Without friends, funds, influence or letters, Bishop Chase sailed for England to raise money. His American opponents did everything to thwart his purpose, publishing in the English papers, warnings against aiding him or his visionary scheme.
Through the introduction of Henry Clay, Bishop Chase presented the matter to Lord Gambler, a generous nobleman, and influential in the Church Missionary Society. He gave him warm support. Through Gambler's aid, the claims of Ohio were presented to others of the British nobility. Bishop Chase, the hardy Western pioneer, a species of Bishop unheard of in England for a thousand years, became a lion of society. Lord Kenyon, Lord Bexley, Lady Rosse and others made liberal donations. The Archbishops and the leading Bishops were not cordial, but the Bishops of S. David's, and Sodor and Man became friendly. The Bishop of Sodor and Man named his infant daughter "Mary Ohio."
So, with the assistance so obtained, Bishop Chase returned to America. The present site was selected after some delay, and the "Theological Seminary of Ohio and Kenyon College" was incorporated and established at Gambier.
But after the work was well under way, internal dissensions arose. The Bishop looked upon the whole as a theological seminary, with the college simply as a preparatory department for that, and all under the immediate control of the Bishop. His co-workers dissented. The matter was finally laid before the diocesan convention. Their action, like that of many another such body, failed to give satisfaction. Bishop Chase then, in 1831, resigned his diocese, and with it the presidency of the seminary.
Of the Gambier troubles it is not necessary to write fully. Dr. John Norton, who wrote a brief memoir of Bishop Chase, thus summarizes them:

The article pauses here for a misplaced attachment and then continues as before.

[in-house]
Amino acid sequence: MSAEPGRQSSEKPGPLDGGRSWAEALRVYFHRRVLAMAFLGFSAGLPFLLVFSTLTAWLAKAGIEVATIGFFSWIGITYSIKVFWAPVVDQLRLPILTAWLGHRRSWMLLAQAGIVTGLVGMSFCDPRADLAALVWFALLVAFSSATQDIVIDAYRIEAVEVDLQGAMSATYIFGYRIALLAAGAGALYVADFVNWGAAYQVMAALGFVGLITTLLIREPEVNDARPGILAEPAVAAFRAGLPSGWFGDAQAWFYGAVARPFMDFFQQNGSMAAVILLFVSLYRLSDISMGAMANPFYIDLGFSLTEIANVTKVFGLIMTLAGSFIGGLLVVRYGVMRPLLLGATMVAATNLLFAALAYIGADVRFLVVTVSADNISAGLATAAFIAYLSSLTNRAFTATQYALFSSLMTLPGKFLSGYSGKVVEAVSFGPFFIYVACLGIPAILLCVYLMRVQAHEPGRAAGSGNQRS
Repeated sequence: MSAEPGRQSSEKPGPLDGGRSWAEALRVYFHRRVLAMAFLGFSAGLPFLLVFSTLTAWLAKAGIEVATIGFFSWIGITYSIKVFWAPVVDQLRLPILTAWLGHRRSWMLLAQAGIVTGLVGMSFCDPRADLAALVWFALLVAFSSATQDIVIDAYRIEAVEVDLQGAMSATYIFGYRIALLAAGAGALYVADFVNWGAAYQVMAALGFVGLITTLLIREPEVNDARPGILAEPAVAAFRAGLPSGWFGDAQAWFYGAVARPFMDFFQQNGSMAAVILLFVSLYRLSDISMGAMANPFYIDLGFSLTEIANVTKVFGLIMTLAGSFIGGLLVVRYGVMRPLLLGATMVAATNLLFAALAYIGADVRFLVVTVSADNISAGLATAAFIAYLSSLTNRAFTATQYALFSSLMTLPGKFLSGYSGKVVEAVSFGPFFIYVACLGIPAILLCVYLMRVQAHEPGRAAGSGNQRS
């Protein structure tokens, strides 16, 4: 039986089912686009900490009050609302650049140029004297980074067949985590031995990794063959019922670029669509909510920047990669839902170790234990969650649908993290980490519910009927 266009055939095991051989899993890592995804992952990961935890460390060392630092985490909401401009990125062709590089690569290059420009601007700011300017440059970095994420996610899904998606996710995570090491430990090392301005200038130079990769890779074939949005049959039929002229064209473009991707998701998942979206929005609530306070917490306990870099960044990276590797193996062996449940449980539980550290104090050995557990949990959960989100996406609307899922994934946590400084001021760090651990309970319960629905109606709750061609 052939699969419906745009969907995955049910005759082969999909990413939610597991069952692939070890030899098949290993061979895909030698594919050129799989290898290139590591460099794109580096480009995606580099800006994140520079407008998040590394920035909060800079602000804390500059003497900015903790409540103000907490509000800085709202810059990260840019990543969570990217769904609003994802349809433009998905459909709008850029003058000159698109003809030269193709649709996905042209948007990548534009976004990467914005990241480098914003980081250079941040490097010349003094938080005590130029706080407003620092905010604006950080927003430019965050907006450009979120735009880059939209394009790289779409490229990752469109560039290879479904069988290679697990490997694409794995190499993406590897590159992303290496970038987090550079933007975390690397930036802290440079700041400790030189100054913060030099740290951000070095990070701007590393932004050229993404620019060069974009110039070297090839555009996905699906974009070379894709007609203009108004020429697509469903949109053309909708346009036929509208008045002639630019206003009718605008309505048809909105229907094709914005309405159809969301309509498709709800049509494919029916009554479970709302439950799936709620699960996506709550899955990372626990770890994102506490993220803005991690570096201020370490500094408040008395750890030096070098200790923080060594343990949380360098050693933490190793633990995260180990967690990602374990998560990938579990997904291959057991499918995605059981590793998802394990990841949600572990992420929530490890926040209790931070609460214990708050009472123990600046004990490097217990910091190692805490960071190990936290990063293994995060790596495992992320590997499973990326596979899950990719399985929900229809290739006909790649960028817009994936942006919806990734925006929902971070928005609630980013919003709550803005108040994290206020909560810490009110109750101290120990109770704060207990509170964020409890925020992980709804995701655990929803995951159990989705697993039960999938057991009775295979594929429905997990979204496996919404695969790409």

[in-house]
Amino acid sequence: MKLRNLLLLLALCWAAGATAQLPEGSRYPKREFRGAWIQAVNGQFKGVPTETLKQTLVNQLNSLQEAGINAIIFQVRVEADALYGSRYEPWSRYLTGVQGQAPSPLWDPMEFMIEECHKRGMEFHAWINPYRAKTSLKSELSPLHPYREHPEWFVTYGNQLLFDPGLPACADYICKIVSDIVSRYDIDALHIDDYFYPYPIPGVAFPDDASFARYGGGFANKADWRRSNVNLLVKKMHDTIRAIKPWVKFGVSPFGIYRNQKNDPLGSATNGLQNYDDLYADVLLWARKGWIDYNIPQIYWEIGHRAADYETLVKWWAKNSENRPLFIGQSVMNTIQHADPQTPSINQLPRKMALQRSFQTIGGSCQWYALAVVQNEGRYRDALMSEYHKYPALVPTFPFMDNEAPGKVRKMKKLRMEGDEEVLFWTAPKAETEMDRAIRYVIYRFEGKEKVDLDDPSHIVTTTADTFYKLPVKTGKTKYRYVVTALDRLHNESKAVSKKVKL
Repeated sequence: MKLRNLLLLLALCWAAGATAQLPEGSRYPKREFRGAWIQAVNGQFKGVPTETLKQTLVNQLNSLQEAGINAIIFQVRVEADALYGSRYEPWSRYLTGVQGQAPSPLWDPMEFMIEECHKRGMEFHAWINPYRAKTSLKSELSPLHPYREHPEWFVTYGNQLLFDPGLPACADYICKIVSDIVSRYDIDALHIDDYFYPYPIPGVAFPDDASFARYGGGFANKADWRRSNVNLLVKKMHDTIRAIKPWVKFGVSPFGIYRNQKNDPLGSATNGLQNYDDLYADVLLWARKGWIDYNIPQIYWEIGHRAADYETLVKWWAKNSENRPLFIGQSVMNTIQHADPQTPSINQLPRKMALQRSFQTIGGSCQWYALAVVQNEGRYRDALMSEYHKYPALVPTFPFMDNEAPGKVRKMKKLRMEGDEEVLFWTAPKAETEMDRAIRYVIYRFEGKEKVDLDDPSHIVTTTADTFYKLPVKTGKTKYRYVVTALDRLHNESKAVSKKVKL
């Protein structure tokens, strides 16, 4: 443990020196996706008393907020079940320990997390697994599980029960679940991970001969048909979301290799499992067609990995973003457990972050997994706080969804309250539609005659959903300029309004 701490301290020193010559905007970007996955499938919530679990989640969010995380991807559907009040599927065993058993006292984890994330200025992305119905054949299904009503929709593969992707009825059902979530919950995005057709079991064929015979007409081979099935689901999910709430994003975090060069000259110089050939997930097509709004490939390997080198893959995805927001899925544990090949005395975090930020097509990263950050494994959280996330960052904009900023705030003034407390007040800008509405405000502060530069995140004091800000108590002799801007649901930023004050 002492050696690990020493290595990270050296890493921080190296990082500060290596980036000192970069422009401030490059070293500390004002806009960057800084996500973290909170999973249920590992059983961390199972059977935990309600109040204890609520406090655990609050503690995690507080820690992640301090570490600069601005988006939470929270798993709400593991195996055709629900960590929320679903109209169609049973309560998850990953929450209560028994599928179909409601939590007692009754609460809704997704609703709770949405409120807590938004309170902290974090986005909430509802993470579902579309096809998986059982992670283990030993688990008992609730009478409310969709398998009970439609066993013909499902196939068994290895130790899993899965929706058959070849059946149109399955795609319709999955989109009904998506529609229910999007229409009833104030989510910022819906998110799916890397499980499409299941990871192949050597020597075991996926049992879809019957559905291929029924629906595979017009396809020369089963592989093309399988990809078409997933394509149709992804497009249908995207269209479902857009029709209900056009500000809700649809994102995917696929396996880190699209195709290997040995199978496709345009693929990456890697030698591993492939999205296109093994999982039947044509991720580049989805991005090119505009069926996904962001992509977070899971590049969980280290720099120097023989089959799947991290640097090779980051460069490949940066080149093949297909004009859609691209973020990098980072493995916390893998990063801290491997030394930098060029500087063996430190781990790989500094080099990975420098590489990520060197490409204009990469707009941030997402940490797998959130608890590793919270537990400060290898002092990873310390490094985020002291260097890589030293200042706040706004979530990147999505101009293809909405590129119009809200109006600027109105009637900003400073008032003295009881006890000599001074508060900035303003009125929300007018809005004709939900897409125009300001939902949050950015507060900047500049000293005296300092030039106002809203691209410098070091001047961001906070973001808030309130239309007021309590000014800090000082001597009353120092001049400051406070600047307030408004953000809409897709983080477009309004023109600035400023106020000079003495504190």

"Insinuations began to be slyly circulated that the college funds were badly managed, although those who ventured to make such statements might have known, if they chose to inquire, that the Bishop was obliged to render a strict account to the Trustees for every dollar which passed through his hands. These reports, which at first were circulated in distant places, at length reached the Diocese of Ohio. Misunderstandings and dissensions arose there. The Professors of the Theological Seminary were arrayed against the Bishop. The main ground of difference was this: Bishop Chase contended that the college had no being but as a Theological Seminary; and that it was, in fact, merely a preparatory branch of it; and that, as a matter of course, it was under the government of the Bishop of the diocese. The Professors and their supporters complained that the patriarchal authority thus assumed by the Bishop was too undefinable and too absolute in its nature, and, therefore, they rebelled. Whatever may be thought, at this clay, of the claim set up by the Bishop, or of the position assumed by the Professors, thus much is certain: that in 1839, Bishop McIlvaine was driven by the experience of the evil consequences which resulted from the opposite principle, to adopt the views of his predecessor. Full justice was thus done to the wisdom and correctness of the opinions of Bishop Chase in this particular' (Caswell's American Church, p. 95)."